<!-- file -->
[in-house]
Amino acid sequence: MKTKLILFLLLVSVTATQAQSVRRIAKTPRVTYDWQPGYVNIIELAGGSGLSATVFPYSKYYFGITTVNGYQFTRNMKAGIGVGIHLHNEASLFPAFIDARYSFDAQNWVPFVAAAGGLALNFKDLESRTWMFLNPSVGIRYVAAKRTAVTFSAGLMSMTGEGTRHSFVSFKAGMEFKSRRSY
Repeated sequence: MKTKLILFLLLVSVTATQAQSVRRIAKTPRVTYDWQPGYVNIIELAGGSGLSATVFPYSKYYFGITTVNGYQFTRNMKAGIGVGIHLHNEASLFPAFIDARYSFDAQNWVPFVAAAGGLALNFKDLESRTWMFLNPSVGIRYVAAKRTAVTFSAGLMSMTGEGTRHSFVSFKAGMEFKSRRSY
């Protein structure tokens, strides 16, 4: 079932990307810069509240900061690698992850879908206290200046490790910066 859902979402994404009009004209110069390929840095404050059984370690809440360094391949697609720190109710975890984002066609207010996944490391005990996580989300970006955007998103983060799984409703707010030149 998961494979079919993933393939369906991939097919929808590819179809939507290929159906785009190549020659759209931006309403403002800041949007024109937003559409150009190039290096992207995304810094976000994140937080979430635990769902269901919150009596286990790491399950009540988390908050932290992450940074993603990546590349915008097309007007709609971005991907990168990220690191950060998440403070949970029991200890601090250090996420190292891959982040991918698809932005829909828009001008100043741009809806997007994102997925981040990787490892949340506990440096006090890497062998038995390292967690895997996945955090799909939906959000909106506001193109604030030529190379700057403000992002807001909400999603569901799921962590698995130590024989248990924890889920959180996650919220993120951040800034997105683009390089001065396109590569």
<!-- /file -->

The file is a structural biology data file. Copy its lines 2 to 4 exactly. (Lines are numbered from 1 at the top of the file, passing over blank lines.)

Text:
Amino acid sequence: MKTKLILFLLLVSVTATQAQSVRRIAKTPRVTYDWQPGYVNIIELAGGSGLSATVFPYSKYYFGITTVNGYQFTRNMKAGIGVGIHLHNEASLFPAFIDARYSFDAQNWVPFVAAAGGLALNFKDLESRTWMFLNPSVGIRYVAAKRTAVTFSAGLMSMTGEGTRHSFVSFKAGMEFKSRRSY
Repeated sequence: MKTKLILFLLLVSVTATQAQSVRRIAKTPRVTYDWQPGYVNIIELAGGSGLSATVFPYSKYYFGITTVNGYQFTRNMKAGIGVGIHLHNEASLFPAFIDARYSFDAQNWVPFVAAAGGLALNFKDLESRTWMFLNPSVGIRYVAAKRTAVTFSAGLMSMTGEGTRHSFVSFKAGMEFKSRRSY
């Protein structure tokens, strides 16, 4: 079932990307810069509240900061690698992850879908206290200046490790910066 859902979402994404009009004209110069390929840095404050059984370690809440360094391949697609720190109710975890984002066609207010996944490391005990996580989300970006955007998103983060799984409703707010030149 998961494979079919993933393939369906991939097919929808590819179809939507290929159906785009190549020659759209931006309403403002800041949007024109937003559409150009190039290096992207995304810094976000994140937080979430635990769902269901919150009596286990790491399950009540988390908050932290992450940074993603990546590349915008097309007007709609971005991907990168990220690191950060998440403070949970029991200890601090250090996420190292891959982040991918698809932005829909828009001008100043741009809806997007994102997925981040990787490892949340506990440096006090890497062998038995390292967690895997996945955090799909939906959000909106506001193109604030030529190379700057403000992002807001909400999603569901799921962590698995130590024989248990924890889920959180996650919220993120951040800034997105683009390089001065396109590569």